The problem is very few corporations see themselves as “citizens” of a community with an obligation to better the lives of American workers. Instead, most are out for themselves – nothing more; nothing less. It’s an egoist approach to ethical decision-making. It infects various segments of society including not helping to raise wages of the middle class; outsourcing of jobs; and now, corporate inversions where the corporate headquarters are moved overseas to avoid paying U.S. corporate income taxes.

A case in point about H1-B visa ethical failings is what happened at Disney a couple of years ago. About 250 Disney employees were told that they would be laid off. Many of their jobs were transferred to foreigners on temporary visas for highly skilled technical workers, who were brought in by outsourcing firms, such as Infosys and Tata, based in India. Over the next three months, some Disney employees were required to train their replacements to do the jobs they had lost. Talk about adding insult to injury. Disney needs to be held accountable for its actions and questions should be raised about how this American icon of a company could act so irresponsibly.

Leo Perrero was laid off from his technology job at Disney. Perrero discovered that despite his high performance ratings, he and most of the other 250 tech workers dismissed would not be rehired for at least a year, and probably never. Perero and Dena Moore, another American laid off by Disney at that time, have filed lawsuits in federal court in Tampa, Fla., against Disney and two global consulting companies, HCL and Cognizant, which brought in foreign workers who replaced them. They claim the companies colluded to break the law by using temporary H-1B visas to bring in foreign workers, knowing that Americans would be displaced.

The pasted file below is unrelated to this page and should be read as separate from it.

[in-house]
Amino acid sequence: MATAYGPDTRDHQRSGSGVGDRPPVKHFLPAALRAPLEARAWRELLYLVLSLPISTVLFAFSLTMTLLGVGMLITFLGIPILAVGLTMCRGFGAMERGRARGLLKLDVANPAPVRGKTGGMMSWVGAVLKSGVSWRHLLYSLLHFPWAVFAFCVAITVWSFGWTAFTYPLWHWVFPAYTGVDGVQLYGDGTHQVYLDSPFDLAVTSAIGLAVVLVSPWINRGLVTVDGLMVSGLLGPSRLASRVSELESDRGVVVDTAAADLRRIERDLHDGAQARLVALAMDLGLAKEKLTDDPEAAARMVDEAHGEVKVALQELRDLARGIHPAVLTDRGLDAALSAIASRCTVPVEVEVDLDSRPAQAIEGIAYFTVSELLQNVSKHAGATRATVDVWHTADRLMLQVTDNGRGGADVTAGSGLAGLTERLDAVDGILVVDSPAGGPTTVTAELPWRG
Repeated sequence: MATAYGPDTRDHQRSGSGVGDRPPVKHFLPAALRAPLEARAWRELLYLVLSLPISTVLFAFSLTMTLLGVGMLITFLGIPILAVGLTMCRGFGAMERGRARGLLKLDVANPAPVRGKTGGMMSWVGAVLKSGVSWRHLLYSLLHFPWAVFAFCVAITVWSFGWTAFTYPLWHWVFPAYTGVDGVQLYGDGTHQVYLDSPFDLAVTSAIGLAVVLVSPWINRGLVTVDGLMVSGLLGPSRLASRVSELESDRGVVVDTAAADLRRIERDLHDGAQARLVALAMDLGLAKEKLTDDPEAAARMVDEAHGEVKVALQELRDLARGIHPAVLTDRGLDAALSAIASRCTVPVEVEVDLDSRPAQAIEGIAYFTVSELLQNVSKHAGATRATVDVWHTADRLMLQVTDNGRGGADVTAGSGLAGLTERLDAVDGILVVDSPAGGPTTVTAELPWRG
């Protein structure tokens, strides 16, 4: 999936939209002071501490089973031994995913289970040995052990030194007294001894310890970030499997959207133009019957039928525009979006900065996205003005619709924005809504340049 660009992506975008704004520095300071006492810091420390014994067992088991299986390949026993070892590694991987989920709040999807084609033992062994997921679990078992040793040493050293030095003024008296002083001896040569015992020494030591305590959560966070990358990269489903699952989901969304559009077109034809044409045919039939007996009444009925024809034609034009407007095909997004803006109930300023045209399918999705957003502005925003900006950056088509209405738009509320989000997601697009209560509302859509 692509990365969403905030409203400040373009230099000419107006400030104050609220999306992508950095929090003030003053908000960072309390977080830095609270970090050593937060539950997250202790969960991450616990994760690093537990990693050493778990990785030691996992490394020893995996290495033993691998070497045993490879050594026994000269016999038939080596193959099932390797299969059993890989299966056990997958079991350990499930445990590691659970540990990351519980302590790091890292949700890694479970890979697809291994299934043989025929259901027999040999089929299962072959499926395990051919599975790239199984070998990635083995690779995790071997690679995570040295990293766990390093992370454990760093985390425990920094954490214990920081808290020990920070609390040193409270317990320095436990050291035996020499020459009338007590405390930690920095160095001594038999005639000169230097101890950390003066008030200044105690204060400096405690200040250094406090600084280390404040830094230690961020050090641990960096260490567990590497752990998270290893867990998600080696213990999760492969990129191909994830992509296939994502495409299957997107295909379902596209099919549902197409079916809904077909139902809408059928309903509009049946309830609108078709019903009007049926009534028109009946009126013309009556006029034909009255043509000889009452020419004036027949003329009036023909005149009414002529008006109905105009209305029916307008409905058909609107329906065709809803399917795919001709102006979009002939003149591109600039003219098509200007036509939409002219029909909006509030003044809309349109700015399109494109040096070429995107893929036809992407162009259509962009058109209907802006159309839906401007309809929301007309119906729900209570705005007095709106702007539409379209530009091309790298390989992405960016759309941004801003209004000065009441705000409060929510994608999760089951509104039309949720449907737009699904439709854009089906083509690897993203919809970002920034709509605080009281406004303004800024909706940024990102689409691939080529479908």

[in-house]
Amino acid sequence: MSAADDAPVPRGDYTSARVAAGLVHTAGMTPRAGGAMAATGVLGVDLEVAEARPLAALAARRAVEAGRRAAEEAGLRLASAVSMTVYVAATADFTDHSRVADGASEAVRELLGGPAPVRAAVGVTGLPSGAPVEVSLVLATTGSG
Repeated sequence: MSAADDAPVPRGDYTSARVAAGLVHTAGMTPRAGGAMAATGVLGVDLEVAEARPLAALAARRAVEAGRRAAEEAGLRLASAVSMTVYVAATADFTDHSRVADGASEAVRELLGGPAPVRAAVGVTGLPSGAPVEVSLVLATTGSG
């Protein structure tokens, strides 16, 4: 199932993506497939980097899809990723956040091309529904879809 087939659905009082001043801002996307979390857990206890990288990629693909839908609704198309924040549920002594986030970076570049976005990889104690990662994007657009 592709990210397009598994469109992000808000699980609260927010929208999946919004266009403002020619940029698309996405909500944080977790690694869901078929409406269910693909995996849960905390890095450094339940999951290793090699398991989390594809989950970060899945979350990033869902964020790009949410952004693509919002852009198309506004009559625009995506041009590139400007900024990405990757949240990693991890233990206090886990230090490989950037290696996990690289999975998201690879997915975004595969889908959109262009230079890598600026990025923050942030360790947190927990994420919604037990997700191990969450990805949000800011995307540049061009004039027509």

The lawsuits by Perrero and Moore, who each filed a separate but similar complaint seeking class-action status, represent the first time Americans have gone to federal court to sue both outsourcing companies that imported foreigners and the American company that contracted with those businesses, claiming that they collaborated intentionally to supplant Americans with H-1B workers.

The H1-B visa program has an important role to play in driving the economy of the U.S., and many of those hired become responsible citizens and contributing members of society. However, a balance needs to be crafted to provide the skills to American workers when purportedly they are lacking. Corporations should reach out to universities or provide their own professional education and technology training programs to keep our workers competitive.

I have become increasingly more skeptical of the true motivation of corporations given all the recent scandals, such as at companies like Enron and WorldCom; Wall Street investment banks; and now we have rampant insensitivity in the use of foreign workers replacing American workers in the H1-B visa program. It is time for U.S. corporations to prove to the American people that they have the best interests of American workers at heart.

Blog posted by Dr. Steven Mintz, aka Ethics Sage, on March 8, 2016. Professor Mintz is on the faculty of the Orfalea College of Business at Cal Poly San Luis Obispo. He also blogs at: